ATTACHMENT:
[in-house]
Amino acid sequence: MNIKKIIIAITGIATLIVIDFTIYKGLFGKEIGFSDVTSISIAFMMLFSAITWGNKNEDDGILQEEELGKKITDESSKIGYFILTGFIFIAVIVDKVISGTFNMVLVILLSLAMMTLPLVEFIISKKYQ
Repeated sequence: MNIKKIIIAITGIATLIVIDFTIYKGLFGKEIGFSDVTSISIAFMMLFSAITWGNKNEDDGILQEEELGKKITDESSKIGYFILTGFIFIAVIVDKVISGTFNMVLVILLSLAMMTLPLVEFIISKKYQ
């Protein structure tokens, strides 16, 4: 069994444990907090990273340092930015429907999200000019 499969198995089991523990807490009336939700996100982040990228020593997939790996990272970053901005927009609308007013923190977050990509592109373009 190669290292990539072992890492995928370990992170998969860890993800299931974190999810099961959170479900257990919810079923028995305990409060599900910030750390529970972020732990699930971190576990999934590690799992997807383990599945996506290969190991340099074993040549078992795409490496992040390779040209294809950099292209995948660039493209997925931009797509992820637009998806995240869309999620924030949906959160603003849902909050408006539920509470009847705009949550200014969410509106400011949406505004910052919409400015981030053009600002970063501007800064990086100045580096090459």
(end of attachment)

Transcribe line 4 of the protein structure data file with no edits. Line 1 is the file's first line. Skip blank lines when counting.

């Protein structure tokens, strides 16, 4: 069994444990907090990273340092930015429907999200000019 499969198995089991523990807490009336939700996100982040990228020593997939790996990272970053901005927009609308007013923190977050990509592109373009 190669290292990539072992890492995928370990992170998969860890993800299931974190999810099961959170479900257990919810079923028995305990409060599900910030750390529970972020732990699930971190576990999934590690799992997807383990599945996506290969190991340099074993040549078992795409490496992040390779040209294809950099292209995948660039493209997925931009797509992820637009998806995240869309999620924030949906959160603003849902909050408006539920509470009847705009949550200014969410509106400011949406505004910052919409400015981030053009600002970063501007800064990086100045580096090459």